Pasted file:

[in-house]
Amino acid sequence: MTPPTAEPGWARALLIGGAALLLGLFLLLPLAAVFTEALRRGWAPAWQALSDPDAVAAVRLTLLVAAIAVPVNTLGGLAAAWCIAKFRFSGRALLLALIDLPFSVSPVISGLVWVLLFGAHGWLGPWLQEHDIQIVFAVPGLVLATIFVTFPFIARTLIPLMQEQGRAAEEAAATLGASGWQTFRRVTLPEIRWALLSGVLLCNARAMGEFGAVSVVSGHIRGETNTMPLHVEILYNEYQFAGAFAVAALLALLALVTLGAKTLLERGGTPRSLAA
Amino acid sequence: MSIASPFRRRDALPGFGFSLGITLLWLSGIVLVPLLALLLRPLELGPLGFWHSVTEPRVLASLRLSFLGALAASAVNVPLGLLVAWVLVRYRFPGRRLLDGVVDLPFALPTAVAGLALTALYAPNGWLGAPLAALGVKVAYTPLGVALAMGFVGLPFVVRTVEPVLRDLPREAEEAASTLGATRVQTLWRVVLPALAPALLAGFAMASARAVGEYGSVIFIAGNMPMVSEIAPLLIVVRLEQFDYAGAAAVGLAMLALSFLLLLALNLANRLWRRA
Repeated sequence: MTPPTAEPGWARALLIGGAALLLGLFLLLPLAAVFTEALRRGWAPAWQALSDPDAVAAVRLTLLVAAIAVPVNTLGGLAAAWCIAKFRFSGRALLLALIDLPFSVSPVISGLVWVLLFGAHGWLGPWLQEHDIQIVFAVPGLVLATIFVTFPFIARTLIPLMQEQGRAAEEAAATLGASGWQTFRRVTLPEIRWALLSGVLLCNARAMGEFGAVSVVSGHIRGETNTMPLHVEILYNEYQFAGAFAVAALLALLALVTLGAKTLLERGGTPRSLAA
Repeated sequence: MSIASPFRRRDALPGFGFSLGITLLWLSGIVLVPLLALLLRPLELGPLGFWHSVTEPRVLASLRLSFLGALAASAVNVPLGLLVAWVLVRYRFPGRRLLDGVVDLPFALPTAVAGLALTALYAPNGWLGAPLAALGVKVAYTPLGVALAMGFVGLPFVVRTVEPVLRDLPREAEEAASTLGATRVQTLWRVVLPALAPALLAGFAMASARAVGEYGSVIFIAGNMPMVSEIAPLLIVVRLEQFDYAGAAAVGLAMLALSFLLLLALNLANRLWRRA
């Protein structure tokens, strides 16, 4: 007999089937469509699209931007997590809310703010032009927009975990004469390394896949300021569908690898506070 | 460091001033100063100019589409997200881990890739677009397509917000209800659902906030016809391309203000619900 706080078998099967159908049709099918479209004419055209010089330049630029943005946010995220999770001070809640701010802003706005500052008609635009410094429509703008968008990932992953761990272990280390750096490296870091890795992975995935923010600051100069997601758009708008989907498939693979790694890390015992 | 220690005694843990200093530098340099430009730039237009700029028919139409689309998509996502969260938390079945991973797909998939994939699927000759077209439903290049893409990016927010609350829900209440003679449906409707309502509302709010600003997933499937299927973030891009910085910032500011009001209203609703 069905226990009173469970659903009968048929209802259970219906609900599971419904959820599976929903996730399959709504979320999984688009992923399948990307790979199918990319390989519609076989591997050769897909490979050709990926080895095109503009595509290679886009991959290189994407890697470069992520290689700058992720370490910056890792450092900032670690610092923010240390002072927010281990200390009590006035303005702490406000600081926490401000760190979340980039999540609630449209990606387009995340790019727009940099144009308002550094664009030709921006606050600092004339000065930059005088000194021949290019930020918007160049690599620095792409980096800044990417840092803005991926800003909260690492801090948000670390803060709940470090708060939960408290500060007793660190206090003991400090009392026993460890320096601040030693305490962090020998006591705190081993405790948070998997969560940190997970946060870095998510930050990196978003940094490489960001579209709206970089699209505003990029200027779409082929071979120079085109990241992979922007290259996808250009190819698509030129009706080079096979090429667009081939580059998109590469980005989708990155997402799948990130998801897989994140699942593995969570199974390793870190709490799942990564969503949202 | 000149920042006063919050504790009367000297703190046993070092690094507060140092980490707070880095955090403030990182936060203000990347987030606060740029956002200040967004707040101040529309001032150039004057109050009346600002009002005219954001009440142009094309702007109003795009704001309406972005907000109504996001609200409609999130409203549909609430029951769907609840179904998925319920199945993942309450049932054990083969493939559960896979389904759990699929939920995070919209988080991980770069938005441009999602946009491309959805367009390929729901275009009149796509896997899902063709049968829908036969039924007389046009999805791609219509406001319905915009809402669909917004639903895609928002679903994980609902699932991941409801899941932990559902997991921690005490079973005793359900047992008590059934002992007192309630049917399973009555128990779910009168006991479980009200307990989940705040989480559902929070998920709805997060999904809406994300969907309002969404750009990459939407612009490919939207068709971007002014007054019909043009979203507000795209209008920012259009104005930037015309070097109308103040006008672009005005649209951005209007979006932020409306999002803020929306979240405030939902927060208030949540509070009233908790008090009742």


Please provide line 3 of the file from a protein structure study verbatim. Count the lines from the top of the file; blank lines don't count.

Amino acid sequence: MSIASPFRRRDALPGFGFSLGITLLWLSGIVLVPLLALLLRPLELGPLGFWHSVTEPRVLASLRLSFLGALAASAVNVPLGLLVAWVLVRYRFPGRRLLDGVVDLPFALPTAVAGLALTALYAPNGWLGAPLAALGVKVAYTPLGVALAMGFVGLPFVVRTVEPVLRDLPREAEEAASTLGATRVQTLWRVVLPALAPALLAGFAMASARAVGEYGSVIFIAGNMPMVSEIAPLLIVVRLEQFDYAGAAAVGLAMLALSFLLLLALNLANRLWRRA